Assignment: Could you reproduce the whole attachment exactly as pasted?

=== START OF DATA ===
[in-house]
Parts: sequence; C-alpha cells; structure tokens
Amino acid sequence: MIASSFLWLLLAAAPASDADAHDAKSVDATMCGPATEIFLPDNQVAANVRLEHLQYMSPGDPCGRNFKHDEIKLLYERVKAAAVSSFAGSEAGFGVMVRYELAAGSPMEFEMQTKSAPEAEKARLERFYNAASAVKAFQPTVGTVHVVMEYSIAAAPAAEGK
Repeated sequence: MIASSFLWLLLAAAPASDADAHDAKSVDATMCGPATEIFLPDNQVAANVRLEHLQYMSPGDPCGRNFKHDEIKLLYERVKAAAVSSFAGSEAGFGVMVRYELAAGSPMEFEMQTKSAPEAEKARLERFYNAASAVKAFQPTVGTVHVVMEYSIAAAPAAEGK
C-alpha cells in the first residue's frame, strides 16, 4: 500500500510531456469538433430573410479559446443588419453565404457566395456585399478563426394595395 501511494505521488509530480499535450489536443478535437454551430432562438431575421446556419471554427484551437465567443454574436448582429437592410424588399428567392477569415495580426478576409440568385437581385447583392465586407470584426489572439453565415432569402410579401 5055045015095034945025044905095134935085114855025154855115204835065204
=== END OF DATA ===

[in-house]
Parts: sequence; C-alpha cells; structure tokens
Amino acid sequence: MIASSFLWLLLAAAPASDADAHDAKSVDATMCGPATEIFLPDNQVAANVRLEHLQYMSPGDPCGRNFKHDEIKLLYERVKAAAVSSFAGSEAGFGVMVRYELAAGSPMEFEMQTKSAPEAEKARLERFYNAASAVKAFQPTVGTVHVVMEYSIAAAPAAEGK
Repeated sequence: MIASSFLWLLLAAAPASDADAHDAKSVDATMCGPATEIFLPDNQVAANVRLEHLQYMSPGDPCGRNFKHDEIKLLYERVKAAAVSSFAGSEAGFGVMVRYELAAGSPMEFEMQTKSAPEAEKARLERFYNAASAVKAFQPTVGTVHVVMEYSIAAAPAAEGK
C-alpha cells in the first residue's frame, strides 16, 4: 500500500510531456469538433430573410479559446443588419453565404457566395456585399478563426394595395 501511494505521488509530480499535450489536443478535437454551430432562438431575421446556419471554427484551437465567443454574436448582429437592410424588399428567392477569415495580426478576409440568385437581385447583392465586407470584426489572439453565415432569402410579401 5055045015095034945025044905095134935085114855025154855115204835065204